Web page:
Printer Friendly

Reasons Relating to the Extraction of Permanent Teeth in the Regional Population.

INTRODUCTION

Loss of teeth due to extractions continues to be a major public health problem in the population. Many reasons have been given to account for such extractions, including the presence of dental caries, root stumps, therapeutic reasons, periodontal disease, trauma, and prosthetic procedures. Poor oral health and loss of teeth have a profound effect on general health and quality of life and can lead to poor dietary habits. [1, 2] Although the patterns of dental disease are gradually changing, periodontal disease and dental caries and are still the most important reasons for extraction of permanent teeth among most of the population. Due to the impact of tooth loss on the functional and socioeconomic aspects, it is essential to identify the reasons for extraction of permanent teeth in individual populations. Hence, dental health care can be developed more effectively. At present, there is no information regarding the trends in loss of permanent teeth among patients in regional population. Therefore, the aim of the present study was to identify the reasons of extraction of permanent teeth among patients in the regional population.

MATERIALS AND METHODS

The study was conducted at the Kamineni Institute of Dental Sciences, Narketpally, Telangana State, India. Data collected from patients who required extraction of permanent teeth for treatment during the period from January to June 2018 were used for the study. Variables recorded include age of the patient, sex, diagnosis, number of teeth, anterior teeth, and posterior teeth. The main reasons for extraction were classified as follows: Dental caries, root stumps, periodontitis, trauma, impaction, therapeutic, and retained deciduous. Data were categorized and analyzed using SPSS version 10 statistical software.

RESULTS

A total of 297 permanent teeth were extracted from 200 patients during the study period of 6 months from January to June 2018. The age of the patients ranged from 15 to above 65 years. A total of 297 teeth were extracted, of which 95 (47.5%) were male and 105 (52.5%) were female patients. Table 1 shows the number of teeth extracted in various age groups among males and females. In almost, all the age groups more teeth were extracted in females than in males. A largest number of teeth were extracted in the age groups of 35-44 in females (15%) and 25-34 in males (13.5%) [Figure 1].

The distribution for the causes of extraction of the teeth among various age groups was analyzed based on the diagnosis [Table 2]. Periodontitis (37%) was found to be the main cause of tooth extraction followed by dental caries (29%), root stumps (16.5%), impacted and malpositioned teeth (10%), trauma to teeth (4.5%), extraction for orthodontic purposes (2.5%), and retained deciduous teeth (0.5%) [Figure 2]. The leading cause for tooth extraction was found to be periodontal disease (37%) followed by caries (29%).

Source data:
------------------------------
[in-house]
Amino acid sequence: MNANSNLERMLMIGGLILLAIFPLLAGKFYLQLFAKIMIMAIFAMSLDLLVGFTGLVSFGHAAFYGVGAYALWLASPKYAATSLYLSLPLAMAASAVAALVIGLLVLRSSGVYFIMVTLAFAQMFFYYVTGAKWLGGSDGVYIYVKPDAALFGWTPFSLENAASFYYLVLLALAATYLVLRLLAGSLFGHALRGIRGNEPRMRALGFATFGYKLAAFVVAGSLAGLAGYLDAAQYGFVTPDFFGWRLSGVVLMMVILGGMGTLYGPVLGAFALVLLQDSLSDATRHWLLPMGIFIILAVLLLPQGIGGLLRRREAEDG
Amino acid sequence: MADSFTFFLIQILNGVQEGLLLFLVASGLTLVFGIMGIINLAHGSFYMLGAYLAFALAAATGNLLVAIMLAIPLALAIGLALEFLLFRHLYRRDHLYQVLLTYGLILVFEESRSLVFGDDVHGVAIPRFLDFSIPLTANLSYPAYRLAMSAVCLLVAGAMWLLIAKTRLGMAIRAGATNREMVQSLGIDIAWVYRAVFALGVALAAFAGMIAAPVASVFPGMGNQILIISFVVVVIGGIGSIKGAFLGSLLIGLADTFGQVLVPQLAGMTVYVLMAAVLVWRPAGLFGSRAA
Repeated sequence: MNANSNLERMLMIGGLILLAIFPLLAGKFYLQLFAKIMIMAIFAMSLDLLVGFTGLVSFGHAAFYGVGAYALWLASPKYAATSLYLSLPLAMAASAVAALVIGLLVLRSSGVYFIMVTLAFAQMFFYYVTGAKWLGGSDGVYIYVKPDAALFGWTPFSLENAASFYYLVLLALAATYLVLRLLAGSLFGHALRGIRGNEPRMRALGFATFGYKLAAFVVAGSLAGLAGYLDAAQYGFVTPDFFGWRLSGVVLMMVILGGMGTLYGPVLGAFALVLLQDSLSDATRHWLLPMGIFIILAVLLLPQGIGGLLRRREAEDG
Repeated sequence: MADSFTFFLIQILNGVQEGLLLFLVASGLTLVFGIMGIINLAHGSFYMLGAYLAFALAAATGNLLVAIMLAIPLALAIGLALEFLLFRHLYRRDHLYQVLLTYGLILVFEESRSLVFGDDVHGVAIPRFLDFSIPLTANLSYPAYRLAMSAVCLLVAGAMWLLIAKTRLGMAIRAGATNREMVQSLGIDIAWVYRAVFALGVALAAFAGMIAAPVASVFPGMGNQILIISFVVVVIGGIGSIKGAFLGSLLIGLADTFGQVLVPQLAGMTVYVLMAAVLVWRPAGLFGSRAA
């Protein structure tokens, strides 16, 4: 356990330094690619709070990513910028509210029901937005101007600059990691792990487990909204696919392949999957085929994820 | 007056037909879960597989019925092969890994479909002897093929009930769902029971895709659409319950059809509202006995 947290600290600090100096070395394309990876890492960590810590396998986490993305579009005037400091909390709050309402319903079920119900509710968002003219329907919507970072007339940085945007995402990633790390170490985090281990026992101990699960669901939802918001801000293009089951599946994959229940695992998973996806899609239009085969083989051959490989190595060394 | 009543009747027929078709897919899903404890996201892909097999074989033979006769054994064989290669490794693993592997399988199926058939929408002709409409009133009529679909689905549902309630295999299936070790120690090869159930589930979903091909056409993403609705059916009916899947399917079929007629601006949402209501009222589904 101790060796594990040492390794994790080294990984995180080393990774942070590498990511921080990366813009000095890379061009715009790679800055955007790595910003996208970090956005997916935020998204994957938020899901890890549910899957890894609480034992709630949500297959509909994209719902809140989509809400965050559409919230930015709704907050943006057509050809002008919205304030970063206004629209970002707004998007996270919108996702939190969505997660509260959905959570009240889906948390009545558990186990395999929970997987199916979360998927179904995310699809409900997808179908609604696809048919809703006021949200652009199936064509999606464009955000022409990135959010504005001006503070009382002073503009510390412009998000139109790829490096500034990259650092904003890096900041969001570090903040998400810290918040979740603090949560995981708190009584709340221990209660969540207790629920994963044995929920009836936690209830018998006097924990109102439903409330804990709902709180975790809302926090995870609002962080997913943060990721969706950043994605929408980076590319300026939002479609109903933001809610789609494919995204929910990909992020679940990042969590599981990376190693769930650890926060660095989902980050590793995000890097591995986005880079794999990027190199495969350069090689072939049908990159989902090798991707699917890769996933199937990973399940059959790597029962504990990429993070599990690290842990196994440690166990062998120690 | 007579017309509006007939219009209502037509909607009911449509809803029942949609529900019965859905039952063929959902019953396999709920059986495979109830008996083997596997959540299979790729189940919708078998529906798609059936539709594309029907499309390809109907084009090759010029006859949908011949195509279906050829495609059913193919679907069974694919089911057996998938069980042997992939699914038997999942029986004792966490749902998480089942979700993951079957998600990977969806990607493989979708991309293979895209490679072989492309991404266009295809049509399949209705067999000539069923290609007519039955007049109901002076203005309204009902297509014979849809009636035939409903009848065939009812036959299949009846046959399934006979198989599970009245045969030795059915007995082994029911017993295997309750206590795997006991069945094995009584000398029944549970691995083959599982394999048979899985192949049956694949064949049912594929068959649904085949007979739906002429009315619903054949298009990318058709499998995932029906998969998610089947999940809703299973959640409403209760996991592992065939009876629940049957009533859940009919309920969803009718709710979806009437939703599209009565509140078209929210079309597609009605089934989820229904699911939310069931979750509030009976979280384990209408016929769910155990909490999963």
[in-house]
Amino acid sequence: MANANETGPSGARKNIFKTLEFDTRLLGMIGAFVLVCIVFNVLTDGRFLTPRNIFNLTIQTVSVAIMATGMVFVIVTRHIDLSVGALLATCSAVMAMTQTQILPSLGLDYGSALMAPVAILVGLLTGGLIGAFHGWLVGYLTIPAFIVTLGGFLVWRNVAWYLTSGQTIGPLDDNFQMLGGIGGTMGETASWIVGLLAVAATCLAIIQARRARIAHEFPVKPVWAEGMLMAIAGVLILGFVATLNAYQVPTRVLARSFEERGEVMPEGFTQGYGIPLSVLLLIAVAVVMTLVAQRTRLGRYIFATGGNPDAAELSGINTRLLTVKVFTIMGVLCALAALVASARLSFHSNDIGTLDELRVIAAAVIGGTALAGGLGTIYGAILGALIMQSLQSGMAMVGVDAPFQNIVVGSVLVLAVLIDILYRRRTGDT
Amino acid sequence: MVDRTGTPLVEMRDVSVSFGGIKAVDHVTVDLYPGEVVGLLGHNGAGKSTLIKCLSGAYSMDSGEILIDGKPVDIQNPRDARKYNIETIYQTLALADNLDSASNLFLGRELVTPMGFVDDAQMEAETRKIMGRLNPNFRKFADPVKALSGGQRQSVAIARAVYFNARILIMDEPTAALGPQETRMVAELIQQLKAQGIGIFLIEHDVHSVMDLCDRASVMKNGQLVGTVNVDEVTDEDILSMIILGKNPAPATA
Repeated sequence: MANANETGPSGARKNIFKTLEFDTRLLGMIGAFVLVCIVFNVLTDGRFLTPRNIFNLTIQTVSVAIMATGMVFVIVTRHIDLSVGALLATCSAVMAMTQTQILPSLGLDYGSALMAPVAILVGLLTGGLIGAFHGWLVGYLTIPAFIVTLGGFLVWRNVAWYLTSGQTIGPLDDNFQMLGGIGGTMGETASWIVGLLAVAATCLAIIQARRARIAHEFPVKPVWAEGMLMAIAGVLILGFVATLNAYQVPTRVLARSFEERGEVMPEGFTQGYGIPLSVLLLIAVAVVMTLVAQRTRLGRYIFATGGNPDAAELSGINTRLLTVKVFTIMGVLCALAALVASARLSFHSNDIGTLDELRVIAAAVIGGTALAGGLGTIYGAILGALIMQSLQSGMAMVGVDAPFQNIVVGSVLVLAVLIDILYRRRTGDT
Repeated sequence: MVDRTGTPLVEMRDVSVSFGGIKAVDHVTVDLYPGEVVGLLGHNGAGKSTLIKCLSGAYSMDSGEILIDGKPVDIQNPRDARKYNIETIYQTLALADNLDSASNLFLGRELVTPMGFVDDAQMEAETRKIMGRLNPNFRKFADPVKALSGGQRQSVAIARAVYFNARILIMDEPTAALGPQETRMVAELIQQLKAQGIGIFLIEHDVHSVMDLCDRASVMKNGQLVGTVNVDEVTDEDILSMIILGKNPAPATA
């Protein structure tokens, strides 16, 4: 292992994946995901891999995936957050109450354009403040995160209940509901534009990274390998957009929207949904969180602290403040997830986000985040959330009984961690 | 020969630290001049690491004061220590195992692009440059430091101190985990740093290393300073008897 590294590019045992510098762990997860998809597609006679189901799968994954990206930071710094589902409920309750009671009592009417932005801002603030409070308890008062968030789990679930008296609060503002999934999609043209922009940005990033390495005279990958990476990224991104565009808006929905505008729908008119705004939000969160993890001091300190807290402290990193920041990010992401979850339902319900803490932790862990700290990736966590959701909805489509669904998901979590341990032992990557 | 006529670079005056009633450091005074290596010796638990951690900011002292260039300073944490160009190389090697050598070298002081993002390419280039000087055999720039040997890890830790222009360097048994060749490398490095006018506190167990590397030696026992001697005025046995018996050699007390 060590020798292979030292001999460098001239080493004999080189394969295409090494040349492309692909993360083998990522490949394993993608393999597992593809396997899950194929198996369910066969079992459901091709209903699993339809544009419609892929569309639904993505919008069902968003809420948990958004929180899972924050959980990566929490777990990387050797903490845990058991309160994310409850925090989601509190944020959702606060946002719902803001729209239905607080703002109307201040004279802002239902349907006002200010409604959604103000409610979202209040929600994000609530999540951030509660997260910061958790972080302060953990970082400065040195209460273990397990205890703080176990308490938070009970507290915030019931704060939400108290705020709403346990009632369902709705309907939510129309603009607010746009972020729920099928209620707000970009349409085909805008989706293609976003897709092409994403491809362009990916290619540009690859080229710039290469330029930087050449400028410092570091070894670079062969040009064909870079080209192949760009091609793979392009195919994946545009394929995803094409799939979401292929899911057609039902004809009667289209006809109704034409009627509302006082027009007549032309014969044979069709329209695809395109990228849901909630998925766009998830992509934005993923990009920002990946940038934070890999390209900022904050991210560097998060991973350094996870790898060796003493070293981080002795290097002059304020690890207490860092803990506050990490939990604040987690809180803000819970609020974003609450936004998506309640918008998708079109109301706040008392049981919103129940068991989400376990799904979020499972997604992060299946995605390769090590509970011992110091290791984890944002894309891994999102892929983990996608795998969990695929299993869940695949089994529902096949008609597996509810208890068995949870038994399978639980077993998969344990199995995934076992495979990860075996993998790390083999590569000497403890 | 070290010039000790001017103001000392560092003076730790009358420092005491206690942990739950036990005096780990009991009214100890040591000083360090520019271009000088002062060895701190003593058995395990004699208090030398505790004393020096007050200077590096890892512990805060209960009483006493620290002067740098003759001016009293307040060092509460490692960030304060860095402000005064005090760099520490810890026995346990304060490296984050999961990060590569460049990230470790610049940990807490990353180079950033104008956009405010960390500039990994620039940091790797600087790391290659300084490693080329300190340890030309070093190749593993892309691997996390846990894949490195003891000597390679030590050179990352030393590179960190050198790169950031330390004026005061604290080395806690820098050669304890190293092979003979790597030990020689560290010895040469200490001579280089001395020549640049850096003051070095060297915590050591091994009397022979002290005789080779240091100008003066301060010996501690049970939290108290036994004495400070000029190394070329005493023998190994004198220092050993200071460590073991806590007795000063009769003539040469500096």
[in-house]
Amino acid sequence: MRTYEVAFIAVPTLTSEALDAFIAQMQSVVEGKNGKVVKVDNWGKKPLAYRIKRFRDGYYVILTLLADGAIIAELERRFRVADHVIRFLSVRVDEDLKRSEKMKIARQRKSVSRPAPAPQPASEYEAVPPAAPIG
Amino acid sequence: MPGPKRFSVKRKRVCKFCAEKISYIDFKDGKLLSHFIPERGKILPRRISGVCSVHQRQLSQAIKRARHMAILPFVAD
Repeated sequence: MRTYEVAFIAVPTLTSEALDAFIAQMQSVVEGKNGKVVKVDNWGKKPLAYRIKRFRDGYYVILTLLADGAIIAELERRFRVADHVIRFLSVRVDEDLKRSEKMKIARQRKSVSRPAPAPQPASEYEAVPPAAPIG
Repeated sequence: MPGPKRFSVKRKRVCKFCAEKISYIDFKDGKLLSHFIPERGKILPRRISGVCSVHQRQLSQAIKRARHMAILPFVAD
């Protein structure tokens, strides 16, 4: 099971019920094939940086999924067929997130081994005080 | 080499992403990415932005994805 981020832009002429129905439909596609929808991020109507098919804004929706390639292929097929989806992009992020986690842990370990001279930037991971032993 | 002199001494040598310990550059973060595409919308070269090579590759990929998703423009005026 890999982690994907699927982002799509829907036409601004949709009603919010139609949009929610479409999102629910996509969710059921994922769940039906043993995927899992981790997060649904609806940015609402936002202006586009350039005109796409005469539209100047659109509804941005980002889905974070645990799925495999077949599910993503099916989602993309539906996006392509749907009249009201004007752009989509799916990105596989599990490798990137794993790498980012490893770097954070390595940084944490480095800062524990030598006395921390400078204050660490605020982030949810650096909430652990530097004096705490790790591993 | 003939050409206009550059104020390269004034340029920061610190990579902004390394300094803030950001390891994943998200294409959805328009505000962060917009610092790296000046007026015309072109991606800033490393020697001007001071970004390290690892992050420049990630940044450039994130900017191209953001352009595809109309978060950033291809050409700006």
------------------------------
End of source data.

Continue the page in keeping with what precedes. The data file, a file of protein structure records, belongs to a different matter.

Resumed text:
A total of 200 cases were included in the study, of which 25 (12.5%) were anterior teeth, 159 (79.5%) were posterior teeth, and 16 (8%) cases were both anterior and posterior teeth extracted. More number of posterior teeth 44 (22%) were extracted in 25-34 age group followed by 40 (20%) in the age group of 35-44 and least in patients >65 years of age group.More number of anterior teeth were extracted in the age group of 25-34 (3%) and least in 15-24 age group (1.5%). Overall, more number of posterior teeth were extracted compared to anterior teeth [Figure 3 and Table 3].

DISCUSSION

Numerous studies have been conducted to identify the causes for teeth extraction in various populations. These include national surveys and institution-based studies. [3-9] There are no data available regarding causes for the loss of permanent teeth among patients in Nalgonda region population. In the present study, the attempt was made to identify the causes of extraction of permanent teeth among patients attending the outpatient wing of Kamineni Institute of Dental Sciences in Narketpally, Telangana State, India. Of the total of200 patients, 95 (47.5%) were males and 105 (52.5%) were females. This may be explained by the fact that males are less frequent visitors to the dental hospitals, so a lower number of extractions are performed for males. Periodontitis was found to be the leading cause of tooth extraction in the study population, accounting for 37% of the extractions followed by dental caries which accounts for 29% of the extractions. The findings in the present study suggest that periodontitis was a significant factor for tooth loss in all age groups above 25 years and the leading cause of tooth extraction in females. This is consistent with the findings of other investigators who found that periodontal disease is the primary cause of extraction in older age groups, which probably reflects the changing trends of dental disease with aging. Periodontal disease was also observed to be a significant cause of tooth extraction in males in the present study. In individuals aged between 15 years and 25 of age, extraction for orthodontic purposes was the leading cause of tooth loss which is consistent with similar findings reported by other investigators. [3-8] This trend may reflect the increasing number of patients seeking orthodontic treatment of all the teeth extracted, the teeth most frequently extracted were posterior teeth which were extracted mainly for periodontal diseases, and the second most reason was due to dental caries.

CONCLUSION

In the present study, periodontal disease was accounted for majority of the extractions. This emphasizes the need for public health programs with prevention and intervention strategies designed to better address the burden of periodontal disease and caries. The female preponderance for tooth extraction calls for more attention in the areas of dental awareness and motivation of these vulnerable patients. However, there are certain limitations in interpreting the data.